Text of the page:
John Knox on the Jews

John Knox on the Jews

John Knox - the founding father of Scottish Protestantism - is one of the better known of the many different characters thrown up by the Reformation in the sixteenth century. Knox as a man was something of a religious zealot known for his fiery zeal and fanaticism as well as his insubordination to secular and religious authority. That said you cannot but admire Knox’s extraordinary commitment to his cause as well as his sheer hard work as both an author and an orator.

Knox produced and delivered numerous sermons - some of which have survived in print - and several historical, theological and devotional works that are still widely used today in the theological formation of budding Calvinist clergy and interested laymen. What has not frequently been remarked on and more pointedly simply covered up in many cases especially in the early twentieth century (when this heritage was regarded by the Scottish Kirk as being highly embarrassing) was Knox’s attitude towards the jews.

While Knox’s friend and mentor John Calvin was certainly anti-Semitic according to many authorities - (1) although some still argue that he merely mirrored the prejudices of the society in which he lived - (2) Knox’s own attitudes have not come in for the same level of scrutiny.

When we turn to Knox’s works we find negative comments about the jews in significant quantities - albeit often in allusions more than direct attacks - such as when we read in his first public debate in 1547 that:

‘John Knox answered, "Before we hold ourselves, or that you can prove us sufficiently convicted, we must define the church, by the right notes given to us, in God's scriptures, of the true church. We must discern the immaculate spouse of Jesus Christ from the mother of confusion, spiritual Babylon; lest that imprudently we embrace a harlot, instead of the chaste spouse; yea, to speak in plain words, lest that we submit ourselves to Satan, thinking that we submit ourselves to Jesus Christ. For, as for your Roman kirk, as it is now corrupted, and the authority thereof, wherein stands the hope of your victory, I no more doubt but that it is the synagogue of Satan; and the head thereof, called the pope, to be that man of sin, of whom the apostle speaks, than that I doubt that Jesus Christ suffered by the procurement [contrivance] of the visible kirk of Jerusalem. Yea, I offer myself, by word or writing, to prove the Roman church this day farther degenerated from the purity which was in the days of the apostles, than was the church of the Jews from the ordinances given by Moses, when they consented to the innocent death of Jesus Christ."’ (3)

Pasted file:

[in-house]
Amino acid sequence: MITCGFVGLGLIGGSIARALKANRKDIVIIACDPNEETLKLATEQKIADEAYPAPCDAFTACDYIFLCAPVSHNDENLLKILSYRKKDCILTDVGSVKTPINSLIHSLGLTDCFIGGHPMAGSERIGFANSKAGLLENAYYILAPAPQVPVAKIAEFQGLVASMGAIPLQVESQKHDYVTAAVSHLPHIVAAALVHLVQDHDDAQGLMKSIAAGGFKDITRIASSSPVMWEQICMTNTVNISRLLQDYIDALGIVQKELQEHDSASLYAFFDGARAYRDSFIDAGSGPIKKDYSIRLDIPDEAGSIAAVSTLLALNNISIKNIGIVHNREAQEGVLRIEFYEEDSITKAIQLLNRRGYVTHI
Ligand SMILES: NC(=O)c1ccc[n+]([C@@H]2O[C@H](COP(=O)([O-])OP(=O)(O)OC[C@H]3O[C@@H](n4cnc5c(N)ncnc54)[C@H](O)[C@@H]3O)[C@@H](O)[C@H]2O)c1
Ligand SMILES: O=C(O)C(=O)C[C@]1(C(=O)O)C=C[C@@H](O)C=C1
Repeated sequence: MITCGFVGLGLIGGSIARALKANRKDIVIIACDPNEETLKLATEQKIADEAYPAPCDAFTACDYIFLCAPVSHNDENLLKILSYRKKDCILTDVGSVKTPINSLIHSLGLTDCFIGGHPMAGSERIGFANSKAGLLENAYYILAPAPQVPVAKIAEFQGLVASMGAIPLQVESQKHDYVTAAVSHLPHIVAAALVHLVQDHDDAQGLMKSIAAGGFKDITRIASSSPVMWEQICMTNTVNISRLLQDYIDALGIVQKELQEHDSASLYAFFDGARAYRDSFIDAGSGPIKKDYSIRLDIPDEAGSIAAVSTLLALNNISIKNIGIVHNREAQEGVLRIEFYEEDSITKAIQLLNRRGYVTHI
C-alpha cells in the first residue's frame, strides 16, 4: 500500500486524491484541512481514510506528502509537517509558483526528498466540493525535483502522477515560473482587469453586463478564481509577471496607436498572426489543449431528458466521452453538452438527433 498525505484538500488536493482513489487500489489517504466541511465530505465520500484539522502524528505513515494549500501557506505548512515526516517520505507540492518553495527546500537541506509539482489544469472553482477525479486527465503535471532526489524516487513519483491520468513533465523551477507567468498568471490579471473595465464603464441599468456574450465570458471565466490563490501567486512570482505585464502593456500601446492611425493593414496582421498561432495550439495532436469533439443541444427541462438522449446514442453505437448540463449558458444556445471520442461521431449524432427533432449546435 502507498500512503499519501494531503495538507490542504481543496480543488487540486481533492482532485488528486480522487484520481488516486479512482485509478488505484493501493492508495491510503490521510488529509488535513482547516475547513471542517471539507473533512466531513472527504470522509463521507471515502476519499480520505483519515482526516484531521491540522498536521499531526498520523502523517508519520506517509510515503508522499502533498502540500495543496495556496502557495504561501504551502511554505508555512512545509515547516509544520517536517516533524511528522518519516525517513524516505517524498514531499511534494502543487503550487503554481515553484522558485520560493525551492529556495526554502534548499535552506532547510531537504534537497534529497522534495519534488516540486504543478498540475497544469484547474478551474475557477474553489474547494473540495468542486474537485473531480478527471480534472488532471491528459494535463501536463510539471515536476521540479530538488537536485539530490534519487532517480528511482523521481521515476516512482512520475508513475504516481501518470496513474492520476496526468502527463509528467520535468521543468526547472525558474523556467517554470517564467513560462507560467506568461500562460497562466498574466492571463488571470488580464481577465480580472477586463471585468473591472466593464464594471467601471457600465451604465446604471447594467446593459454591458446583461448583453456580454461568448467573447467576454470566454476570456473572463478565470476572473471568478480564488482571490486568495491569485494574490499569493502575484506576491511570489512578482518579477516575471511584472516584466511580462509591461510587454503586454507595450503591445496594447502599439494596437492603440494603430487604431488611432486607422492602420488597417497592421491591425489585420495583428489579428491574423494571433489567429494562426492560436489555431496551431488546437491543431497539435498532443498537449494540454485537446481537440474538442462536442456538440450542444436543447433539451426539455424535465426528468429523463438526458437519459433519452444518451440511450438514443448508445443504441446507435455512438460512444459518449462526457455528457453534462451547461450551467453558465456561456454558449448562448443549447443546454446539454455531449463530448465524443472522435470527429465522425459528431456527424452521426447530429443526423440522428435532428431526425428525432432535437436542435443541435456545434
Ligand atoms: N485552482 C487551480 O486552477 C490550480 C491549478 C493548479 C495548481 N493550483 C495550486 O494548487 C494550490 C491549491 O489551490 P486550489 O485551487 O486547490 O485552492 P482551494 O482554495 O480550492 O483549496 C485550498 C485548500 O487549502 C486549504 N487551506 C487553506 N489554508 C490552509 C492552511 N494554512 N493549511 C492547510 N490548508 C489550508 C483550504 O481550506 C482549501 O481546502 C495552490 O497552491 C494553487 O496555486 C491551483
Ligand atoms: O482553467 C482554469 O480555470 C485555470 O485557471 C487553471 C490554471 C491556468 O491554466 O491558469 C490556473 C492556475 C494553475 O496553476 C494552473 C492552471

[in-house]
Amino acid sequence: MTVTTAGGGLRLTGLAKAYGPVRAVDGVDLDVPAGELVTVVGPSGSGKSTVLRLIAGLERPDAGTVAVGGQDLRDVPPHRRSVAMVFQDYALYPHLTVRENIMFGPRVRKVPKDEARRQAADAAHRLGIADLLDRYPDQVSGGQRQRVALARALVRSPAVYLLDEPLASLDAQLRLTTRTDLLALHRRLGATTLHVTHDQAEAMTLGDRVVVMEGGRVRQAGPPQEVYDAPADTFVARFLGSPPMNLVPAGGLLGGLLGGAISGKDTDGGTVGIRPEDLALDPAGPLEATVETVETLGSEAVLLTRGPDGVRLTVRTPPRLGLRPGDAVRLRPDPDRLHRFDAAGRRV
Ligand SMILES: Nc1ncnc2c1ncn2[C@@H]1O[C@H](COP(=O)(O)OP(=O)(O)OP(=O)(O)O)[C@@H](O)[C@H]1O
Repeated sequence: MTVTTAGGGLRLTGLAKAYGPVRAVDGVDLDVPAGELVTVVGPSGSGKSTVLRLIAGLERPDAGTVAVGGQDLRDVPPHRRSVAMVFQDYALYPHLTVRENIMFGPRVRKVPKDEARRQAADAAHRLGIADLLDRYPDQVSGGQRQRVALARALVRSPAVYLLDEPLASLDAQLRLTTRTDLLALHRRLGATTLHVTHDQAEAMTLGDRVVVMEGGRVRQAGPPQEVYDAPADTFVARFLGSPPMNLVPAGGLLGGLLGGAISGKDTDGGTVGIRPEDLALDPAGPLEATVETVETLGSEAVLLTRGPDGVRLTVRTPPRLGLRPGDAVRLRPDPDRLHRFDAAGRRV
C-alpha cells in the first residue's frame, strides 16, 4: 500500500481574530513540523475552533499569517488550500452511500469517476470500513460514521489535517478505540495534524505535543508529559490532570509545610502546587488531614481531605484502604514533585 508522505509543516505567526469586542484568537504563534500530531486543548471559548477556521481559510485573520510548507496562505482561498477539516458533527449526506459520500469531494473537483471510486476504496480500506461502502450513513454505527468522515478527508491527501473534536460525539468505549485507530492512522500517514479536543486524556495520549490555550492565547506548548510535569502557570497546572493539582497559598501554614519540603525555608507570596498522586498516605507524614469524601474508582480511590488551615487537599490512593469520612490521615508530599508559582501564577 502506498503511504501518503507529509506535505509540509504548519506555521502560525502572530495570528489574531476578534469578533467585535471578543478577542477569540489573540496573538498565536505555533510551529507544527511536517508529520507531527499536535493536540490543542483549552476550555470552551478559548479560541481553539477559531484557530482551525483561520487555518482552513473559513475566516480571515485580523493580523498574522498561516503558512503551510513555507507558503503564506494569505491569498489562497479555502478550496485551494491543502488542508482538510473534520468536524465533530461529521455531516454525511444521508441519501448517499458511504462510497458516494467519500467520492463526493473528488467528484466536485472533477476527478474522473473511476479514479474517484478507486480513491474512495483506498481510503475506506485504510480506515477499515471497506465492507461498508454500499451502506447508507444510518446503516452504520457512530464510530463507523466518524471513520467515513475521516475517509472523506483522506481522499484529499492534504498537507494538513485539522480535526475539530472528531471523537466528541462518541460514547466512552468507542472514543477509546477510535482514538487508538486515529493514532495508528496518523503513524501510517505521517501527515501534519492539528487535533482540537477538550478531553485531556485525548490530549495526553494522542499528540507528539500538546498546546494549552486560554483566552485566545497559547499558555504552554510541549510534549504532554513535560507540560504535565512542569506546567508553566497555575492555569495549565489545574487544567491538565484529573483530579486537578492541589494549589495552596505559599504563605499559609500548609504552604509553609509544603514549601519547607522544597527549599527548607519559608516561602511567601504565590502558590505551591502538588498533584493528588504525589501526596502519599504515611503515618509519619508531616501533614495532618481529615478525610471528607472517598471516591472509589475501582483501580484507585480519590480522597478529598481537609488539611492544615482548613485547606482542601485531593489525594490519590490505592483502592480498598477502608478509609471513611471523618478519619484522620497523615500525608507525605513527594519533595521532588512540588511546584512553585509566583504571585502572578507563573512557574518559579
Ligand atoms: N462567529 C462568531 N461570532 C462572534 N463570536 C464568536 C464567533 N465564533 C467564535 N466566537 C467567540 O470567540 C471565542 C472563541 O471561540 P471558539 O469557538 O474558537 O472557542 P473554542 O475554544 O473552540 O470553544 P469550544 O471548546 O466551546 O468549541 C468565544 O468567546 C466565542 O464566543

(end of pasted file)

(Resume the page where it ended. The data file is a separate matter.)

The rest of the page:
In the above I draw the attention of the reader to the fact that Knox is using the common Christian designation for the jews as the ‘Synagogue of Satan’ in reference to the Roman Catholic Church, which is predictable enough, but then notice that Knox draws the deliberate parallel between the behaviour of the jews towards Jesus in Jerusalem and the behaviour of the Roman Catholic Church in his own day. In addition to asserting that the Roman Catholic Church is like the ‘Church of the Jews’ (i.e., the Pharisees) and like the jews in relation to the time of Moses to Jesus has degenerated from doctrinal and godly purity to a state of evil and ungodliness.

We should further notice what Knox co-wrote in the ‘Scottish Confession of Faith’ along the same lines in relation to the jews. To wit:

‘Because that Satan from the beginning has laboured to deck his pestilent synagogue with the title of the kirk of God, and has inflamed the hearts of cruel murderers to persecute, trouble, and molest the true kirk and members thereof* as Cain did Abel; Ishmael, Isaac; Esau, Jacob; and the whole priesthood of the Jews, Christ Jesus himself, and his apostles after him; it is a thing most requisite that the true kirk be discerned from the filthy synagogue, by clear and perfect notes, lest we, being deceived, receive and embrace to our own condemnation the one for the other. The notes, signs, and assured tokens whereby the immaculate spouse of Christ Jesus is known from that horrible harlot, the kirk malignant; we affirm are neither antiquity, title usurped, lineal descent, place appointed, nor multitude of men approving an error for Cain in age and title was preferred to Abel and Seth; Jerusalem had prerogative above all places of the earth, where also were the priests lineally descended from Aaron; and greater multitude followed the scribes, Pharisees, and priests, than unfeignedly believed and approved Christ Jesus and his doctrine; and yet, as we suppose, no man (of whole judgment) will grant that any of the forenamed were the kirk of God.’ (4)